Google has spun off its self-driving car project X into a separate company called Waymo. That’s not a contraction of “Way more”, although it certainly sounds like it. The name of the company is actually an acronym of “A new way forward in mobility,” which, according to Waymo’s CEO John Krafcik is the mission of the brand new company.
Since Google’s self-driving car is an electric one, this development could have, though perhaps a long way off at this point, implications for gas demand, after earlier this year, Wood Mackenzie said that Tesla’s first affordable car, the Model S, could shave off 300,000 bpd in gas demand in the U.S.
For the time being, however, it’s much too early to make any inferences about gas and oil demand for two reasons. First, Waymo is not restricting itself exclusively to electric cars. Second, electric cars have a long way to go before becoming part of the everyday landscape, and this way is even longer for self-driving vehicles.
On the first point, Waymo is not just working on its own vehicles. In fact, it’s not even focusing so much on vehicles. As Krafcik said, quoted by TechCrunch, “We are a self driving technology company. We’ve been really clear that we’re not a car company although there’s been some confusion on that point. We’re not in the business of making better cars. We’re in the business of making better drivers.”
In demonstration of this fact, Waymo is working on sensor load outs for Chrysler, which will be installed in a fleet of 100 Pacificas and tested in self-driving mode soon. The plan is to use this technology for ride-sharing services by the end of next year.
On the second point, there is still not enough evidence of all the stated and hoped-for benefits of autonomous cars. True, last month, an Uber 18-wheeler made a 120-mile journey through Colorado with a robot at the wheel and a human driver in the back. However, the driver had to first steer the truck to a weighing station before the robot took over, and then, when the truck entered Colorado Springs, the human once again took the wheel. Related: OPEC Not Expected To Deliver All The Promised Cuts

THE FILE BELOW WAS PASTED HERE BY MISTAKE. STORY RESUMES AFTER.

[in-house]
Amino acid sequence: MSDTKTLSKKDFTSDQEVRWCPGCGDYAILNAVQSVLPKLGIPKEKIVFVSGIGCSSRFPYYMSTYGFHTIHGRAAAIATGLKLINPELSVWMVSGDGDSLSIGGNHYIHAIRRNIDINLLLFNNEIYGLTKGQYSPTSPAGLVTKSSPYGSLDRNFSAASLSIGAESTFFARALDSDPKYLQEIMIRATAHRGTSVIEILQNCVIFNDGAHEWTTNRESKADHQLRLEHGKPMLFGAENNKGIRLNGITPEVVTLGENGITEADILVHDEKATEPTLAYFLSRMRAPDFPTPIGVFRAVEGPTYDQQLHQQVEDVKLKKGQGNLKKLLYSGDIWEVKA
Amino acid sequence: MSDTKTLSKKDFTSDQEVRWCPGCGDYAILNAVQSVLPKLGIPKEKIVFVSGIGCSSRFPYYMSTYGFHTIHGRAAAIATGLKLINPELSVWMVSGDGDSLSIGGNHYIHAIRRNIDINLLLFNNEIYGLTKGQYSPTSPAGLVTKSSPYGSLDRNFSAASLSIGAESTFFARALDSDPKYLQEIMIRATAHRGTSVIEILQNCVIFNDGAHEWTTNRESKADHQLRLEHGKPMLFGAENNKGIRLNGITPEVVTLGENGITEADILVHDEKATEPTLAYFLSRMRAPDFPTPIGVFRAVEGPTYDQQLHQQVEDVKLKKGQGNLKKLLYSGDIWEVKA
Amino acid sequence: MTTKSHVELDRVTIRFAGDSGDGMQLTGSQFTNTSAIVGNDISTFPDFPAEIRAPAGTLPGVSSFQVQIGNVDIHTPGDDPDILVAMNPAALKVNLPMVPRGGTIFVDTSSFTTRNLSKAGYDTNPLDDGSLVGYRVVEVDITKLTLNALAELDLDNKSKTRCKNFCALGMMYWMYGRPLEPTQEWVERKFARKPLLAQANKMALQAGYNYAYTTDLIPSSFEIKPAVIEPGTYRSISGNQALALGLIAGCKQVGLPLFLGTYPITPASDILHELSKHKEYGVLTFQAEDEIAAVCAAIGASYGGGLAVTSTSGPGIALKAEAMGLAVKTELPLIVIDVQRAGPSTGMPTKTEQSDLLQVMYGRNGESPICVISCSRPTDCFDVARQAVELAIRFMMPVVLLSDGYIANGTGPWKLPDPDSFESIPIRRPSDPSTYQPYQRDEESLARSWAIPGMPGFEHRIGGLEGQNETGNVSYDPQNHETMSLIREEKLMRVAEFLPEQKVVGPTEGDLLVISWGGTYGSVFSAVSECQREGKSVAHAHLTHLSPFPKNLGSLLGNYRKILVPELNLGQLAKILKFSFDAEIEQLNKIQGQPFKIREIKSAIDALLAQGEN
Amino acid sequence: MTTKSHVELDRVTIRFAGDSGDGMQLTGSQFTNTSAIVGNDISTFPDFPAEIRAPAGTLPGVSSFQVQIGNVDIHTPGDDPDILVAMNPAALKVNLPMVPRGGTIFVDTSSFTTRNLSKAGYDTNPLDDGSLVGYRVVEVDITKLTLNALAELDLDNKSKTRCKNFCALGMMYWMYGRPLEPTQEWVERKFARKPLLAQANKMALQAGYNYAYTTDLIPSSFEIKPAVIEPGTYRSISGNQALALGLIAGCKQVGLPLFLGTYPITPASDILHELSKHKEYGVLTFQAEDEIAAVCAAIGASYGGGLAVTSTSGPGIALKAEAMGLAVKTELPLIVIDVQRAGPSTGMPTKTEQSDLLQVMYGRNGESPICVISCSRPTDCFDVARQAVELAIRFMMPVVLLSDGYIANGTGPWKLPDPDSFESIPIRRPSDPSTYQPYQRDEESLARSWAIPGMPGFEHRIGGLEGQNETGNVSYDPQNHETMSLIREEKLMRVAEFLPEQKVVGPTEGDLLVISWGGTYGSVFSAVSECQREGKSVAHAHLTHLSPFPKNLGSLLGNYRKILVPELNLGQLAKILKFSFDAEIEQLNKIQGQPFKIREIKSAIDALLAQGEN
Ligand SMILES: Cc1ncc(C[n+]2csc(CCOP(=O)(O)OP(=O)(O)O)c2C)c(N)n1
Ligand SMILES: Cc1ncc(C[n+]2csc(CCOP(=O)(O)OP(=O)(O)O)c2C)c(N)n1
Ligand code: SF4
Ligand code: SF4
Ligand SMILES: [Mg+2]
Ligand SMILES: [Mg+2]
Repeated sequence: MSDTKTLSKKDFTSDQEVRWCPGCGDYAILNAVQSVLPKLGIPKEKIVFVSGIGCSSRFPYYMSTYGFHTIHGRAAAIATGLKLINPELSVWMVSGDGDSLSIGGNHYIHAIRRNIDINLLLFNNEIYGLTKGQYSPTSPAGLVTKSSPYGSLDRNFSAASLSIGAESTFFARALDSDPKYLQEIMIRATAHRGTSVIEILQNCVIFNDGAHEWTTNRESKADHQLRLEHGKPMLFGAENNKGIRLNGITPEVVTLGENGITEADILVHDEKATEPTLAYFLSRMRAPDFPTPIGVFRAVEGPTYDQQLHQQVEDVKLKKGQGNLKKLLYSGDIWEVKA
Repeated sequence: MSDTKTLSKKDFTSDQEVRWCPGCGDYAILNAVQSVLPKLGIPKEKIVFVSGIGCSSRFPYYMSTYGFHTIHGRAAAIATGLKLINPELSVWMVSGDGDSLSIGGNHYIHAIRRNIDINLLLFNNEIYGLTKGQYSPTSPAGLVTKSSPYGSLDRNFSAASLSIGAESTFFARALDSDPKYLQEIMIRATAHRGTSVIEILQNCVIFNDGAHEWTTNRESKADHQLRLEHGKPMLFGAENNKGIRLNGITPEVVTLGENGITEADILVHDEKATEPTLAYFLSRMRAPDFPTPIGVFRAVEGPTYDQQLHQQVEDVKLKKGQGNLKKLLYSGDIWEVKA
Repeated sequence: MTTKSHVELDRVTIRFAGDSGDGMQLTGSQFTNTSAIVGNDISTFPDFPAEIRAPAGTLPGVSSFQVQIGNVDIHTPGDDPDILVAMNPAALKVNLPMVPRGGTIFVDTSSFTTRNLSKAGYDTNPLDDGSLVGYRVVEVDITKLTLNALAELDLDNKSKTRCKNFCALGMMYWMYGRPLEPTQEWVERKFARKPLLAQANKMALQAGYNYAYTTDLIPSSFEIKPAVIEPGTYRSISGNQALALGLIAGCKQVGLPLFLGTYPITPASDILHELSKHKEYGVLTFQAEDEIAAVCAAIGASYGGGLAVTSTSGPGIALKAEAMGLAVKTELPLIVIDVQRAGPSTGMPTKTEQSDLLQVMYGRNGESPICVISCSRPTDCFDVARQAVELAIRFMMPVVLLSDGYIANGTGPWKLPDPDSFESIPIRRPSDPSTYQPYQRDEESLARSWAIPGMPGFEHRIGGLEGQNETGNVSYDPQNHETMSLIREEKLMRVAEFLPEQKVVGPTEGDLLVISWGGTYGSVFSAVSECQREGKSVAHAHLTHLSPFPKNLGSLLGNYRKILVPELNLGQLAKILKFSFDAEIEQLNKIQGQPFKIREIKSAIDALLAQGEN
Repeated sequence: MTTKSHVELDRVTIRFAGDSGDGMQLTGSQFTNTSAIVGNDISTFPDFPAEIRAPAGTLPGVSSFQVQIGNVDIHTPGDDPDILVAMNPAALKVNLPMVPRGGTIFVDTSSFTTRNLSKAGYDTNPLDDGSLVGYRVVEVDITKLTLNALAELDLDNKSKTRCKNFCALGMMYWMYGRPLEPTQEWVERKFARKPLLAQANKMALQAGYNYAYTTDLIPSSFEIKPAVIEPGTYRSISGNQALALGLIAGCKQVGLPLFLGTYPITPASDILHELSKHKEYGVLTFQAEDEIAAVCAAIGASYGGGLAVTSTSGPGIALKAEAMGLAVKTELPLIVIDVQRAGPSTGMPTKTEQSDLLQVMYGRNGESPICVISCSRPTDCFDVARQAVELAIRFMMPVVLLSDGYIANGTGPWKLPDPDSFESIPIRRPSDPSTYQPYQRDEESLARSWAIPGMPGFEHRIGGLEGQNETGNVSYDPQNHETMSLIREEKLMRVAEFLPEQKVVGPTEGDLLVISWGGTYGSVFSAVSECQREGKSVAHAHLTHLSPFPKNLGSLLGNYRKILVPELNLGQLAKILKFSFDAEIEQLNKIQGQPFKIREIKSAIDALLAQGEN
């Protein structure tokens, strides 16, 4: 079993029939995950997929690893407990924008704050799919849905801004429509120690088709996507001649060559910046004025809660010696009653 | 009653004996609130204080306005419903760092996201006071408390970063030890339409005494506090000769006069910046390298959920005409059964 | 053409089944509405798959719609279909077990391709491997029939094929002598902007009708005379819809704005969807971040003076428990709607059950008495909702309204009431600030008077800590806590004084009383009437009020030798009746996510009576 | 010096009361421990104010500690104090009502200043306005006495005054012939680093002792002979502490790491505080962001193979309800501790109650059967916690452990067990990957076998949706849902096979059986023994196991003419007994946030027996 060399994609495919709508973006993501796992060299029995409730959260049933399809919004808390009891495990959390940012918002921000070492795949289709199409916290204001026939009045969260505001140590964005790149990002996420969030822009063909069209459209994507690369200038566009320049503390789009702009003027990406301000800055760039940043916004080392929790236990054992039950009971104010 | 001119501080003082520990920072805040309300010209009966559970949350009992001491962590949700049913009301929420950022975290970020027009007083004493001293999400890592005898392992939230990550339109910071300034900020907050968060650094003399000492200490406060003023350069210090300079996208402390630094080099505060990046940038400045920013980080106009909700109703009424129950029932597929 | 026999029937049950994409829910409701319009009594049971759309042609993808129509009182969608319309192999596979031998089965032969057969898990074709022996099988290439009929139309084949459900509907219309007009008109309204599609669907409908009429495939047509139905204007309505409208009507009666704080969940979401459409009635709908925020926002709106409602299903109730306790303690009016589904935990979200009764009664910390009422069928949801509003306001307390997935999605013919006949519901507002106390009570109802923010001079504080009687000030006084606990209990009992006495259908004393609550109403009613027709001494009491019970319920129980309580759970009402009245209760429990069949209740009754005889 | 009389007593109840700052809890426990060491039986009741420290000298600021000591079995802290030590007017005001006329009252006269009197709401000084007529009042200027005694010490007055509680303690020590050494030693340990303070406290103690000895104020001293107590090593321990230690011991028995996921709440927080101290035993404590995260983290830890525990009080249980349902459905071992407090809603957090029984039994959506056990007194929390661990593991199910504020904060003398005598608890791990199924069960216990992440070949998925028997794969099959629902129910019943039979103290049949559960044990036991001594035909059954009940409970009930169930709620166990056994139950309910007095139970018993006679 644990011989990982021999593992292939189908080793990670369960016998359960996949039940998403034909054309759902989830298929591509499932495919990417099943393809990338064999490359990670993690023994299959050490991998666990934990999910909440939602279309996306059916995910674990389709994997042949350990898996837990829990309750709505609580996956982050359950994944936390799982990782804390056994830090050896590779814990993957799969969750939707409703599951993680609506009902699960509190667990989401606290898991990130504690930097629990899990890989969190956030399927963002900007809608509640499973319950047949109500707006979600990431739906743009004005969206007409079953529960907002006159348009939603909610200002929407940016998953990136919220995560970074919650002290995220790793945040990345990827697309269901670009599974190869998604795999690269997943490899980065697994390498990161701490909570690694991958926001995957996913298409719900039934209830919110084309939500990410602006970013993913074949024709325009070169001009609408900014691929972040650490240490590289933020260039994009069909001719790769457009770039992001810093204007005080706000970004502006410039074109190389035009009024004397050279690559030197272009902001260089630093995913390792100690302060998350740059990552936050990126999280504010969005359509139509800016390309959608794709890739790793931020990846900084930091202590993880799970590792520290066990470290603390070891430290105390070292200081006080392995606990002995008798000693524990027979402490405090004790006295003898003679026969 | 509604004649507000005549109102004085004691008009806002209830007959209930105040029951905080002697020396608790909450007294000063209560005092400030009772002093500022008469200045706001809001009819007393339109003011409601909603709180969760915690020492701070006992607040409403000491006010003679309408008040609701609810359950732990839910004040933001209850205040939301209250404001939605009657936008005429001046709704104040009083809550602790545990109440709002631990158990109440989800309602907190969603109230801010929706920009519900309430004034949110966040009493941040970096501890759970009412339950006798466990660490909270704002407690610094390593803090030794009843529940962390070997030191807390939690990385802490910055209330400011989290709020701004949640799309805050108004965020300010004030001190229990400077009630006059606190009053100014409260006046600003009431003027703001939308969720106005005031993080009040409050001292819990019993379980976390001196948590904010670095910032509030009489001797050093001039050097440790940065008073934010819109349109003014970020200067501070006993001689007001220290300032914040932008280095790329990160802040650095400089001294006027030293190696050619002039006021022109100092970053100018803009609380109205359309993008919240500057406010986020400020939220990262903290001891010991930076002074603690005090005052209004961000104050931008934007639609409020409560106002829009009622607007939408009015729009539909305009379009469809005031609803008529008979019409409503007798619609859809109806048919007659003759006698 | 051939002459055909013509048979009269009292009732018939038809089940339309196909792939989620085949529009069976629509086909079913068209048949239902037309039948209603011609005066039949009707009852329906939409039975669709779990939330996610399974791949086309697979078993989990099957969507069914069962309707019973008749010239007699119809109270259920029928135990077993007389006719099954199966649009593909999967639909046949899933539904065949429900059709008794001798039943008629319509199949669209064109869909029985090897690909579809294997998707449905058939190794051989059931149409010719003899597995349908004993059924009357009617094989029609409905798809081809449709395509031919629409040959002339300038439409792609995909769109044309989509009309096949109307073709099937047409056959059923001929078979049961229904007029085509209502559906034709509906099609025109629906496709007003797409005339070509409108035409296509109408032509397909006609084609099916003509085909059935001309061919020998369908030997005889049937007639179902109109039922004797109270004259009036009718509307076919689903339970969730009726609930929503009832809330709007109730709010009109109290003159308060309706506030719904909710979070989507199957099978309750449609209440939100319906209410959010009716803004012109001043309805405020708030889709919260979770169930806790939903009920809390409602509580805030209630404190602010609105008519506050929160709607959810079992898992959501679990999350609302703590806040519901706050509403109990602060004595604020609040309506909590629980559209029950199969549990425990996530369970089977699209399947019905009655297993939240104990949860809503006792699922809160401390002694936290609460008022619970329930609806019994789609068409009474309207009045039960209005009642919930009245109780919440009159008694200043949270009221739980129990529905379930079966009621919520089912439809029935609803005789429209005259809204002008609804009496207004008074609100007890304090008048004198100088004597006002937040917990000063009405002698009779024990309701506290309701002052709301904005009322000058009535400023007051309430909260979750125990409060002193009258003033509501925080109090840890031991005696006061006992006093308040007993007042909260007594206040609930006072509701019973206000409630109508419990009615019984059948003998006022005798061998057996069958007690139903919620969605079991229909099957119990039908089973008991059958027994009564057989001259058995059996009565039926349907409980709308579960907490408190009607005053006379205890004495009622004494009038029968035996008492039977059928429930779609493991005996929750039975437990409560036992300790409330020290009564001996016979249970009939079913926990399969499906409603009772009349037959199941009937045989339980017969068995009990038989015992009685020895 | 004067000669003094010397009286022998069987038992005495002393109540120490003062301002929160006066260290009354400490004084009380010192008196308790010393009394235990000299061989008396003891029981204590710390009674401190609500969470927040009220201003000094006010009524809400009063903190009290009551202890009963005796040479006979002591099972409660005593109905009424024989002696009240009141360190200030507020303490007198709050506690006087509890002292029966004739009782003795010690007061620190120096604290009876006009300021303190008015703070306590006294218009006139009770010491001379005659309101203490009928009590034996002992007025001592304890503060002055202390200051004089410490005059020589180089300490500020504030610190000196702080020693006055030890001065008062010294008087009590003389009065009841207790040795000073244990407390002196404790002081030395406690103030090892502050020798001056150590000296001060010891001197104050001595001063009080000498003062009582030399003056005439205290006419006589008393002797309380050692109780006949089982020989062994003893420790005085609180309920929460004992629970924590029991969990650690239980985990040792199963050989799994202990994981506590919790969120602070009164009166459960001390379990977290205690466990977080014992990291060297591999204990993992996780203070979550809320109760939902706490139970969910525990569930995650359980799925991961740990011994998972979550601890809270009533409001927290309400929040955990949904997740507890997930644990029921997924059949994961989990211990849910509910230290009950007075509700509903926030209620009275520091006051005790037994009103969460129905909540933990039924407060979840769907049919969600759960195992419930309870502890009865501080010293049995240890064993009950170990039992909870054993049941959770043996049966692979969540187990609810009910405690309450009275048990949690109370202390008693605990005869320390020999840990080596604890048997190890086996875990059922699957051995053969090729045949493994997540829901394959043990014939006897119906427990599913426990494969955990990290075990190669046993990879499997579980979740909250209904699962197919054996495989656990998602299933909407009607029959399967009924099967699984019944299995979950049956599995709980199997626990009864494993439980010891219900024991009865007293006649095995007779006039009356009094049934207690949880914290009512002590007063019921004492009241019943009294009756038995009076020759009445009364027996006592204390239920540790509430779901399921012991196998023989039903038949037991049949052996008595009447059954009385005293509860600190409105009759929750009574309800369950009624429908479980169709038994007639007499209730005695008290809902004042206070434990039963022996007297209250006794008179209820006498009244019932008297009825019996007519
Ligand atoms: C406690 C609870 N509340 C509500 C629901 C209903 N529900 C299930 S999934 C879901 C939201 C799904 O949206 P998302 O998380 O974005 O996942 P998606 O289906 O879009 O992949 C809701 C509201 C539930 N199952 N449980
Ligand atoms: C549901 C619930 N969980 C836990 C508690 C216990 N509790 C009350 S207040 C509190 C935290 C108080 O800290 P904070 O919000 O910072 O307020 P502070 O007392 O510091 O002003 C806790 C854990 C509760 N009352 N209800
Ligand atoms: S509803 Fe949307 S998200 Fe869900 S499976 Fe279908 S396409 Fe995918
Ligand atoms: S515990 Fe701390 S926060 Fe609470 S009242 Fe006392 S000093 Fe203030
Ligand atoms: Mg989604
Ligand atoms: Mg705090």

There is still a lot to do before self-driving cars become truly self-driving, despite Waymo’s own successful test with its self-driving car, which took a legally blind person around Austin, Texas, without a sighted person in the vehicle.
In addition to those hurdles, a new way of thinking needs to take place before self-driving cars become a common sight on the streets. And widespread changes in thinking take time.
So after working on its autonomous driving program for nine years, Google has made clear its belief in this technology by setting up project X as a separate company. How reasonable this belief is remains to be seen, and is for the time being, uncertain. As the AP notes, companies are expected to make profits, rather than devote their time to research only, although it is unlikely that Google’s and Waymo’s parent, Alphabet, has completely abandoned the notion of seeking profits.
In any case, it’s safe to say that the oil industry shouldn’t worry just yet about the ill-effects it may realize from either electric vehicles or self-driving ones. Both are a long way away from becoming a regular sight on roads and even when they do become a regular sight, chances are that a lot of the self-driving vehicles will be fuelled by oil or gas.
By Irina Slav for Oilprice.com
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